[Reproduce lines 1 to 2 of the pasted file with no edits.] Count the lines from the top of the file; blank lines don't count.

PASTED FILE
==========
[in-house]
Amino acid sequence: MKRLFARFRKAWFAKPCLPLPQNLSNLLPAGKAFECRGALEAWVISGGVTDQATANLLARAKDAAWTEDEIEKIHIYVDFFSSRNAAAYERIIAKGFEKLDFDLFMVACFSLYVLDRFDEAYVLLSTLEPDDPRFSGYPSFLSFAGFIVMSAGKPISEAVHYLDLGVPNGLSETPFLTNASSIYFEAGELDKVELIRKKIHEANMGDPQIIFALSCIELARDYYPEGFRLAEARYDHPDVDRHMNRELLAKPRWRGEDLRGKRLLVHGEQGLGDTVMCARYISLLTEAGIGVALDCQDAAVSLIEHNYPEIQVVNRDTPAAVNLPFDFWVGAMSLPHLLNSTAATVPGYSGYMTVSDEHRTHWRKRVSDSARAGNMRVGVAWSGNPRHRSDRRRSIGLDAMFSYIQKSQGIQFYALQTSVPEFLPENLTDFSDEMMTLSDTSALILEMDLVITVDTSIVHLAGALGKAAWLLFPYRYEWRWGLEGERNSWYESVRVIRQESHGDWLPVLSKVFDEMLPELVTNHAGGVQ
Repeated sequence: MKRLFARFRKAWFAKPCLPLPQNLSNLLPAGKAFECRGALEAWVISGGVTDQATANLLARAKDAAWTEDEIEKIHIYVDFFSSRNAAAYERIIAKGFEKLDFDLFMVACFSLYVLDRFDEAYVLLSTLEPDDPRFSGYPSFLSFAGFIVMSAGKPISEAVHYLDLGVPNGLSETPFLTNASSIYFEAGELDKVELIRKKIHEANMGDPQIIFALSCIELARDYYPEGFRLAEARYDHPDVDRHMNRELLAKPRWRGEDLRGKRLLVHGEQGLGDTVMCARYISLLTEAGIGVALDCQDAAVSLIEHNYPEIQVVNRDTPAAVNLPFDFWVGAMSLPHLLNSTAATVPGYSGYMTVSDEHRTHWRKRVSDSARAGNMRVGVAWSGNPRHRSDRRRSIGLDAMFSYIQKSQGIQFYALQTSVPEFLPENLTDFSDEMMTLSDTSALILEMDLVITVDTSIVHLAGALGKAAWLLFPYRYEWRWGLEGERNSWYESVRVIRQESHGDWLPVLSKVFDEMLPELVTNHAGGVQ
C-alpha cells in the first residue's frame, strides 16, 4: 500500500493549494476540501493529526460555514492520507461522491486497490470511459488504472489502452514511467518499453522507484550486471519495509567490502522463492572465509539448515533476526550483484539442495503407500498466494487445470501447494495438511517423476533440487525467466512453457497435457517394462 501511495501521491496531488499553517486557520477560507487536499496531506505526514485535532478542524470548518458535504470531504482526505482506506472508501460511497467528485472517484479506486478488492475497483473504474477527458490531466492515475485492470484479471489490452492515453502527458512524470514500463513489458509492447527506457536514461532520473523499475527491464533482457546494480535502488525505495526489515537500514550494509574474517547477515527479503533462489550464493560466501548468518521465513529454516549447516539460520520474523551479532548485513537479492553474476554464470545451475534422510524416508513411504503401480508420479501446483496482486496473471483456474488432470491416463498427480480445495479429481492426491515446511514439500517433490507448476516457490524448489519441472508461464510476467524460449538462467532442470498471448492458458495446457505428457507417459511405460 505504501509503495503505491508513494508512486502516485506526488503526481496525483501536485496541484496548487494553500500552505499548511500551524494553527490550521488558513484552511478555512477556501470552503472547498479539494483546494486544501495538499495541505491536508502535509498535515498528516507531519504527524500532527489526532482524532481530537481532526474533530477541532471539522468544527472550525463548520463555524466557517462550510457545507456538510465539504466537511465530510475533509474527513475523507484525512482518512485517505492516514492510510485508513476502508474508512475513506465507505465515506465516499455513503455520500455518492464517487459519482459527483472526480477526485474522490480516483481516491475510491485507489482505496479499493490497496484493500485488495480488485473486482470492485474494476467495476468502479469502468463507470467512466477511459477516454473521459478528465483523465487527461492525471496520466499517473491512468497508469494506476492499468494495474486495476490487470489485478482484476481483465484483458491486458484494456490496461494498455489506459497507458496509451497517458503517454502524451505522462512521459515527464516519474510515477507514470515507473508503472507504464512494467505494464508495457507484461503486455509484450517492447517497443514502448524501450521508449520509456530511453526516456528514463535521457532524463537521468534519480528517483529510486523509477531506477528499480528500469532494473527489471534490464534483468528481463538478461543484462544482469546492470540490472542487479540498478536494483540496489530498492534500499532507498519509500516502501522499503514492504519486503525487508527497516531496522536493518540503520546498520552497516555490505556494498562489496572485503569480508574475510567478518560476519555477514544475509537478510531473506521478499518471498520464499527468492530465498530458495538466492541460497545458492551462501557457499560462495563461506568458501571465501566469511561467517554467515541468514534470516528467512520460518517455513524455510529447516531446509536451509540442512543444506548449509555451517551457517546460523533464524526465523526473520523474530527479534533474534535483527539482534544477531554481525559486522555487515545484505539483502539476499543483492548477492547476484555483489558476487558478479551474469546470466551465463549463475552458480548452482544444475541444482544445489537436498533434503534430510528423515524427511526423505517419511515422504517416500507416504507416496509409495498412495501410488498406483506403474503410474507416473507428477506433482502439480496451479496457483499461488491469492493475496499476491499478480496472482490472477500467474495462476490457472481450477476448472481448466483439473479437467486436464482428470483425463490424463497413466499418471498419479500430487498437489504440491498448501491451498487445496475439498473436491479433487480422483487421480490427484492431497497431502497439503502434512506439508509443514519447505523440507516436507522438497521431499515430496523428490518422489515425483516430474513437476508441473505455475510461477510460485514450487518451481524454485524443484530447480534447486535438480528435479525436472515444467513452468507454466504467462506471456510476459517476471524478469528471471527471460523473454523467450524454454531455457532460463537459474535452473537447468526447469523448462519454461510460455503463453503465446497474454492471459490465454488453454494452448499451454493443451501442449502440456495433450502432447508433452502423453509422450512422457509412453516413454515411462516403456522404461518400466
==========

[in-house]
Amino acid sequence: MKRLFARFRKAWFAKPCLPLPQNLSNLLPAGKAFECRGALEAWVISGGVTDQATANLLARAKDAAWTEDEIEKIHIYVDFFSSRNAAAYERIIAKGFEKLDFDLFMVACFSLYVLDRFDEAYVLLSTLEPDDPRFSGYPSFLSFAGFIVMSAGKPISEAVHYLDLGVPNGLSETPFLTNASSIYFEAGELDKVELIRKKIHEANMGDPQIIFALSCIELARDYYPEGFRLAEARYDHPDVDRHMNRELLAKPRWRGEDLRGKRLLVHGEQGLGDTVMCARYISLLTEAGIGVALDCQDAAVSLIEHNYPEIQVVNRDTPAAVNLPFDFWVGAMSLPHLLNSTAATVPGYSGYMTVSDEHRTHWRKRVSDSARAGNMRVGVAWSGNPRHRSDRRRSIGLDAMFSYIQKSQGIQFYALQTSVPEFLPENLTDFSDEMMTLSDTSALILEMDLVITVDTSIVHLAGALGKAAWLLFPYRYEWRWGLEGERNSWYESVRVIRQESHGDWLPVLSKVFDEMLPELVTNHAGGVQ